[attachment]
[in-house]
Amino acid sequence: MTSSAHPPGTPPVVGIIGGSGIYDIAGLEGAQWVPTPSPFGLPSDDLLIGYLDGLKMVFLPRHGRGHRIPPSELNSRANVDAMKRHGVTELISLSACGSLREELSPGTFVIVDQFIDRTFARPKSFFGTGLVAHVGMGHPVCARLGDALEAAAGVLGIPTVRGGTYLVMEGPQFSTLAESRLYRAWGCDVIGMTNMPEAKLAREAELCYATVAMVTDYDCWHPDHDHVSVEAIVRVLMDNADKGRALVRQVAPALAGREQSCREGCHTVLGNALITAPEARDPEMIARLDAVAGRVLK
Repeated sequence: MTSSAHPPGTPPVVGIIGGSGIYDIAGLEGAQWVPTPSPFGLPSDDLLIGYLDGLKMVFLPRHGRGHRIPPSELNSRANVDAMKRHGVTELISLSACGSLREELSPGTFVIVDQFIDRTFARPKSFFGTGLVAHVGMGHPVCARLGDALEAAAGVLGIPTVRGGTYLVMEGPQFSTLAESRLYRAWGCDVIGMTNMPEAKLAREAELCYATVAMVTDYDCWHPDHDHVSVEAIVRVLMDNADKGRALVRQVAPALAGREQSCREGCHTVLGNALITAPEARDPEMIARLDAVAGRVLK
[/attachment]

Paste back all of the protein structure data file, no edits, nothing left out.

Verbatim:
[in-house]
Amino acid sequence: MTSSAHPPGTPPVVGIIGGSGIYDIAGLEGAQWVPTPSPFGLPSDDLLIGYLDGLKMVFLPRHGRGHRIPPSELNSRANVDAMKRHGVTELISLSACGSLREELSPGTFVIVDQFIDRTFARPKSFFGTGLVAHVGMGHPVCARLGDALEAAAGVLGIPTVRGGTYLVMEGPQFSTLAESRLYRAWGCDVIGMTNMPEAKLAREAELCYATVAMVTDYDCWHPDHDHVSVEAIVRVLMDNADKGRALVRQVAPALAGREQSCREGCHTVLGNALITAPEARDPEMIARLDAVAGRVLK
Repeated sequence: MTSSAHPPGTPPVVGIIGGSGIYDIAGLEGAQWVPTPSPFGLPSDDLLIGYLDGLKMVFLPRHGRGHRIPPSELNSRANVDAMKRHGVTELISLSACGSLREELSPGTFVIVDQFIDRTFARPKSFFGTGLVAHVGMGHPVCARLGDALEAAAGVLGIPTVRGGTYLVMEGPQFSTLAESRLYRAWGCDVIGMTNMPEAKLAREAELCYATVAMVTDYDCWHPDHDHVSVEAIVRVLMDNADKGRALVRQVAPALAGREQSCREGCHTVLGNALITAPEARDPEMIARLDAVAGRVLK